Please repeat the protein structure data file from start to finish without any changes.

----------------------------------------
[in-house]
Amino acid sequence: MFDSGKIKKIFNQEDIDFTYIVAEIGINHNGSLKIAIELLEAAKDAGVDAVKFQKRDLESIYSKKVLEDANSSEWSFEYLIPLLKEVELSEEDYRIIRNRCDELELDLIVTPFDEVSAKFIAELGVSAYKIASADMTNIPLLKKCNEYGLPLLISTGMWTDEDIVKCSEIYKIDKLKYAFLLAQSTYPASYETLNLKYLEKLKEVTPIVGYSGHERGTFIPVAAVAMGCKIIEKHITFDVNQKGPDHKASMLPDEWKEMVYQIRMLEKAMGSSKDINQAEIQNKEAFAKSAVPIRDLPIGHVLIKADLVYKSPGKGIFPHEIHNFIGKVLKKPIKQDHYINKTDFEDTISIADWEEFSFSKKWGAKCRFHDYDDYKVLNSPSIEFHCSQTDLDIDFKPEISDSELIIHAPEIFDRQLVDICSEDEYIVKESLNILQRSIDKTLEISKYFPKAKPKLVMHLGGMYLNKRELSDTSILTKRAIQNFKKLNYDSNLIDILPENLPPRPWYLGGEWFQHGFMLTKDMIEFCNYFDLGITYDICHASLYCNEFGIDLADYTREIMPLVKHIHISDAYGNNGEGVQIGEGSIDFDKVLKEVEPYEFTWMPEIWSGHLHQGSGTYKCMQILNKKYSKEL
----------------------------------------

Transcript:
[in-house]
Amino acid sequence: MFDSGKIKKIFNQEDIDFTYIVAEIGINHNGSLKIAIELLEAAKDAGVDAVKFQKRDLESIYSKKVLEDANSSEWSFEYLIPLLKEVELSEEDYRIIRNRCDELELDLIVTPFDEVSAKFIAELGVSAYKIASADMTNIPLLKKCNEYGLPLLISTGMWTDEDIVKCSEIYKIDKLKYAFLLAQSTYPASYETLNLKYLEKLKEVTPIVGYSGHERGTFIPVAAVAMGCKIIEKHITFDVNQKGPDHKASMLPDEWKEMVYQIRMLEKAMGSSKDINQAEIQNKEAFAKSAVPIRDLPIGHVLIKADLVYKSPGKGIFPHEIHNFIGKVLKKPIKQDHYINKTDFEDTISIADWEEFSFSKKWGAKCRFHDYDDYKVLNSPSIEFHCSQTDLDIDFKPEISDSELIIHAPEIFDRQLVDICSEDEYIVKESLNILQRSIDKTLEISKYFPKAKPKLVMHLGGMYLNKRELSDTSILTKRAIQNFKKLNYDSNLIDILPENLPPRPWYLGGEWFQHGFMLTKDMIEFCNYFDLGITYDICHASLYCNEFGIDLADYTREIMPLVKHIHISDAYGNNGEGVQIGEGSIDFDKVLKEVEPYEFTWMPEIWSGHLHQGSGTYKCMQILNKKYSKEL